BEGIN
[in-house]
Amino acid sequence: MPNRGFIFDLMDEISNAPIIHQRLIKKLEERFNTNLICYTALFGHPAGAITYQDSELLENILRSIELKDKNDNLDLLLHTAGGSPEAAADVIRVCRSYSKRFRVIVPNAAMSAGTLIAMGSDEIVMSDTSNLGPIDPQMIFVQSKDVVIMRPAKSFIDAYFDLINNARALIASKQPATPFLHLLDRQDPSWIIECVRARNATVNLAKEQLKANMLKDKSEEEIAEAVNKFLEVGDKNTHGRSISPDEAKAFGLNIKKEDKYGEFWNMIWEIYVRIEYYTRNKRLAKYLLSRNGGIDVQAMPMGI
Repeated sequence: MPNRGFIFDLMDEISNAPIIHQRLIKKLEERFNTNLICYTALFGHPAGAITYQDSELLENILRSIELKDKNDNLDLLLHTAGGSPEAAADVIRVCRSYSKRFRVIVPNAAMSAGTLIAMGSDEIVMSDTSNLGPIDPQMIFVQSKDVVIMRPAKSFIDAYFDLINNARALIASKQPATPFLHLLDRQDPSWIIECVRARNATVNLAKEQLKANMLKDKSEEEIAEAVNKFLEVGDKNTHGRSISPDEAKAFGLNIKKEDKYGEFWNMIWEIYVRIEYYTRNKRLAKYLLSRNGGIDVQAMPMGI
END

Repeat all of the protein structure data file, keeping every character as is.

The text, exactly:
[in-house]
Amino acid sequence: MPNRGFIFDLMDEISNAPIIHQRLIKKLEERFNTNLICYTALFGHPAGAITYQDSELLENILRSIELKDKNDNLDLLLHTAGGSPEAAADVIRVCRSYSKRFRVIVPNAAMSAGTLIAMGSDEIVMSDTSNLGPIDPQMIFVQSKDVVIMRPAKSFIDAYFDLINNARALIASKQPATPFLHLLDRQDPSWIIECVRARNATVNLAKEQLKANMLKDKSEEEIAEAVNKFLEVGDKNTHGRSISPDEAKAFGLNIKKEDKYGEFWNMIWEIYVRIEYYTRNKRLAKYLLSRNGGIDVQAMPMGI
Repeated sequence: MPNRGFIFDLMDEISNAPIIHQRLIKKLEERFNTNLICYTALFGHPAGAITYQDSELLENILRSIELKDKNDNLDLLLHTAGGSPEAAADVIRVCRSYSKRFRVIVPNAAMSAGTLIAMGSDEIVMSDTSNLGPIDPQMIFVQSKDVVIMRPAKSFIDAYFDLINNARALIASKQPATPFLHLLDRQDPSWIIECVRARNATVNLAKEQLKANMLKDKSEEEIAEAVNKFLEVGDKNTHGRSISPDEAKAFGLNIKKEDKYGEFWNMIWEIYVRIEYYTRNKRLAKYLLSRNGGIDVQAMPMGI